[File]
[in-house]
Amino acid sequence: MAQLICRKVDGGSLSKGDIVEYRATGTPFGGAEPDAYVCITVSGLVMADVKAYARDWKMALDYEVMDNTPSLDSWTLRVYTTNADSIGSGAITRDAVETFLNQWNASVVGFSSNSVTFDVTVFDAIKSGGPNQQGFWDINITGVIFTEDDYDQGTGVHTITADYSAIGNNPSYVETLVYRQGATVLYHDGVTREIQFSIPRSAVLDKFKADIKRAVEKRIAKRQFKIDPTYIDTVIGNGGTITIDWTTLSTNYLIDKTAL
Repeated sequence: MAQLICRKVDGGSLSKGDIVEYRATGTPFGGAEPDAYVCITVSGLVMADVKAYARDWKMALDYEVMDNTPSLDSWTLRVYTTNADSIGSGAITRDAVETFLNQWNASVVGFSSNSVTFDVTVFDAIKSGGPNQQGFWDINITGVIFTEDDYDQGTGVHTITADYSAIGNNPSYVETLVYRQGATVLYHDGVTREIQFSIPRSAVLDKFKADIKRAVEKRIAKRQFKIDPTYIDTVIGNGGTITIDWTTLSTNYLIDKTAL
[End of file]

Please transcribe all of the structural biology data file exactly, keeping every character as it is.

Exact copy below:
[in-house]
Amino acid sequence: MAQLICRKVDGGSLSKGDIVEYRATGTPFGGAEPDAYVCITVSGLVMADVKAYARDWKMALDYEVMDNTPSLDSWTLRVYTTNADSIGSGAITRDAVETFLNQWNASVVGFSSNSVTFDVTVFDAIKSGGPNQQGFWDINITGVIFTEDDYDQGTGVHTITADYSAIGNNPSYVETLVYRQGATVLYHDGVTREIQFSIPRSAVLDKFKADIKRAVEKRIAKRQFKIDPTYIDTVIGNGGTITIDWTTLSTNYLIDKTAL
Repeated sequence: MAQLICRKVDGGSLSKGDIVEYRATGTPFGGAEPDAYVCITVSGLVMADVKAYARDWKMALDYEVMDNTPSLDSWTLRVYTTNADSIGSGAITRDAVETFLNQWNASVVGFSSNSVTFDVTVFDAIKSGGPNQQGFWDINITGVIFTEDDYDQGTGVHTITADYSAIGNNPSYVETLVYRQGATVLYHDGVTREIQFSIPRSAVLDKFKADIKRAVEKRIAKRQFKIDPTYIDTVIGNGGTITIDWTTLSTNYLIDKTAL